Miniature paintings can be described as pictorial narrations of mythological stories painted on small, colourful canvases by expert artists who intricately create these. Among the natural sources of colours applied in these paintings are fruits, indigo, rare stones, pure gold, and silver. Paintings such as these stand out for their delicate brushwork, which contributes to their distinctiveness.
Rooftop will explore this ancient art that has survived the test of time.
History Of Miniature Paintings
These ancient paintings are present in all cultures around the world. But do you know that Indian Miniature painting dates back to the 9th-10th centuries? It originated during the ‘Buddhist Pala’ period in the East and the ‘Jaina’ period in Western India.
Under the Mughals (16th-18th century AD), Indian Miniature art flourished, marking a rich era in the history of traditional art. The artists during this reign blended Persian styles with Indian local art to produce high-detail, rich works of miniature paintings.
After the decline of the Mughals, the rulers of Rajasthan and the Pahari kingdoms became the new patrons.
Symbolism & Importance Of Miniature Paintings
Have you ever wondered how old this art form is?
Miniature paintings originate before paper. The Indian painters illustrated epics, fables, and religious texts so that those who could not read them could see these stories through their art.
This ancient art revolved around themes like ‘Raga malas’, ‘Bhagavata Purana’, and ‘Gita Govinda’, and depicted hunting scenes of Mughals, sensuous palace lives of Rajputs, ‘Krishna Leela’, ‘Panchatantra’, and many more. There was a profound influence of Indian literature on miniatures, which often served as illustrations to texts and as individual paintings.
Various Schools Of Miniature Paintings
Indian miniature paintings originated with the ‘Pala School’. Several painted manuscripts of Buddhist themes on palm leaves are on display in great Buddhist monasteries like Nalanda, Odantapuri, Vikramsila, and Somarupa.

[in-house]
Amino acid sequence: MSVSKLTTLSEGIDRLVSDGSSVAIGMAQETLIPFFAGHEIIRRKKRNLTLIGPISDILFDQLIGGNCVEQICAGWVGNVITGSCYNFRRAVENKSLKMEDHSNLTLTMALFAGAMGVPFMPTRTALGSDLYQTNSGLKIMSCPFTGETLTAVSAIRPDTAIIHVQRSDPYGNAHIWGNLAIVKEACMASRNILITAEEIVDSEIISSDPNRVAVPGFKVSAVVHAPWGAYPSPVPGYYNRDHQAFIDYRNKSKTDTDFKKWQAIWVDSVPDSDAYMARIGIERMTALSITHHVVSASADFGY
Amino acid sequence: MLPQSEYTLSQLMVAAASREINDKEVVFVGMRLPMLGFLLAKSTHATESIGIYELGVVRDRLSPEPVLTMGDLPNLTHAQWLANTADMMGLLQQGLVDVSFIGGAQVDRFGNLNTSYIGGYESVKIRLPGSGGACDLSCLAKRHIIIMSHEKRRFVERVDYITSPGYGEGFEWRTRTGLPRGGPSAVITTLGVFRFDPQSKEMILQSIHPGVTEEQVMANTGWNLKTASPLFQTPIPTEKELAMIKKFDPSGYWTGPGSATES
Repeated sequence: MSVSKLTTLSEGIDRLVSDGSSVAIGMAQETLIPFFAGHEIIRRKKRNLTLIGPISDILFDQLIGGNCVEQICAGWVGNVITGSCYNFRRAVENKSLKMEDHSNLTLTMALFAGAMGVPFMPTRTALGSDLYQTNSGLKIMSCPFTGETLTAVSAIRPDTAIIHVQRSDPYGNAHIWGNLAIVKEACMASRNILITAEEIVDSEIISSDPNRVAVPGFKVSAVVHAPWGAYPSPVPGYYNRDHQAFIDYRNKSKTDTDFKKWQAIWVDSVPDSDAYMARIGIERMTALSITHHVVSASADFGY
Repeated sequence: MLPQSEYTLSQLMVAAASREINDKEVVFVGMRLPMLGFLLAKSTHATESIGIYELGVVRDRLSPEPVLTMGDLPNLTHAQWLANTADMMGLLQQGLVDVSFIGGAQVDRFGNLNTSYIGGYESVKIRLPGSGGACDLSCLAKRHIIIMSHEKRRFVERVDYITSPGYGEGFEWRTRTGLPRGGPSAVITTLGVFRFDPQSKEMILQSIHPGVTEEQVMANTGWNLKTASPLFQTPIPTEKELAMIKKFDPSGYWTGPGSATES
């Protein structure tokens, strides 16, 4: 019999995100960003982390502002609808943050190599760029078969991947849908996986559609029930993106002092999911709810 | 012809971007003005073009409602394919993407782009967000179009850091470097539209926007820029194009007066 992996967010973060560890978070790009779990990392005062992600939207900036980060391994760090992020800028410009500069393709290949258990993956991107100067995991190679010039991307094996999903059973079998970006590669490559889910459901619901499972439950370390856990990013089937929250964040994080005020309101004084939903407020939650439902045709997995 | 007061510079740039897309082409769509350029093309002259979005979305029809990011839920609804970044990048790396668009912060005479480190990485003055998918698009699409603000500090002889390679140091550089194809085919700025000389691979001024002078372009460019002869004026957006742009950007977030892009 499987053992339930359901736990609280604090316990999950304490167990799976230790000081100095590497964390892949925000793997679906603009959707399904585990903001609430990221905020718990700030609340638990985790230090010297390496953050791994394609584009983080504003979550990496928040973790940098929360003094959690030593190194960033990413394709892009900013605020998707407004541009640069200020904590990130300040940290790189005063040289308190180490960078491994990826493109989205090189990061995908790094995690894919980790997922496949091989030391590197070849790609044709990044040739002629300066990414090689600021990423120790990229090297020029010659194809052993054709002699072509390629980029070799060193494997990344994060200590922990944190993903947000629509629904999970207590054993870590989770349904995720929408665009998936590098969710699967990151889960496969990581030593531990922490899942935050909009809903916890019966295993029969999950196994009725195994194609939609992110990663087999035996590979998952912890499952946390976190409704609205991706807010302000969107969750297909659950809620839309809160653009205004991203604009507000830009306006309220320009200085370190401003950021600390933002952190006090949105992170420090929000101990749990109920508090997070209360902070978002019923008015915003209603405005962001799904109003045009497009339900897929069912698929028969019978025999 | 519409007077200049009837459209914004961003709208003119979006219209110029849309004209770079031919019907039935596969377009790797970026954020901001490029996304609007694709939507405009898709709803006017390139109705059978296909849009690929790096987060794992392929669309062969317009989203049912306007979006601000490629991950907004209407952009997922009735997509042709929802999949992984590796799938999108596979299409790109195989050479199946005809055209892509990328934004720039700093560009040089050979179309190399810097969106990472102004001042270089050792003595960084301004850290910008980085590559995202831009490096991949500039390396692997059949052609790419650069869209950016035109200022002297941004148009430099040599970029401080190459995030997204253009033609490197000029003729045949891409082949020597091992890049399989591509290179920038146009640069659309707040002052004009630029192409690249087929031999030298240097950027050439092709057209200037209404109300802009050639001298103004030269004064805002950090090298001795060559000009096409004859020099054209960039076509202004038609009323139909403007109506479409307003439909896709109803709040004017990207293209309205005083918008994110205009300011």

The colours and the motifs seen in the Buddhist tantric rites are in extensive focus. Many students gathered in India from South-East Asia, Sri Lanka, Nepal, Burma, and Tibet to learn this ancient art form.
After Pala, the Jains pioneered this artform in India. We can find thousands of manuscripts related to ‘Jain philosophy’ and teachings by ‘Jain scholars’ of medieval India. These manuscripts contained several Miniature paintings in them.
Miniature paintings enjoyed a prominent position during the reigns of Emperor Akbar, Shahjahan, and Jahangir. The scenes from the court, wildlife, and war were the central themes during this period. There was a strong influence of ‘Islamic’ and ‘Persian’ cultures on the paintings.
Detail and delicateness were evident in the Mughal art. ‘Tuti Nama‘ and ‘Hamza Nama‘ are two of the most celebrated works from this period.
These Miniature paintings originated in the Himalayan kingdoms during the 17th-19th century. Schools like, Basohli, Mankot, Kangra, Chanba, and Garhwal became popular in Pahari schools. Each school provided its unique variation.
Heavily influenced by the Mughal school, the Pahari school was greatly supported by the Rajputs. Paintings depicting gods, goddesses, divinity, and love became popular themes due to the ‘Bhakti movement.‘
Rajputs were enthusiasts of art and culture like the Mughals and fully supported the ‘Rajasthani school’ of Miniature paintings. Despite its great inspiration from the Mughal school, the subjects of the Rajasthan school were all about Kings and Royals.
These paintings are relatively new and emerged from Hyderabad, Golconda, and Tanjore during the 17th-19th centuries. Migrants from Mughal areas migrated to the Deccan to become artisans. Turkish, Iranian, and Persian cultures heavily influenced the works of this school.
Despite its deteriorating practice, miniature art holds a significant place in the history of humankind. Museums and Rajasthan forts are now home to many preserved Miniature paintings. Many Indian regions still practice the art, sometimes under the patronage of royal families, but not as meticulously as the originals.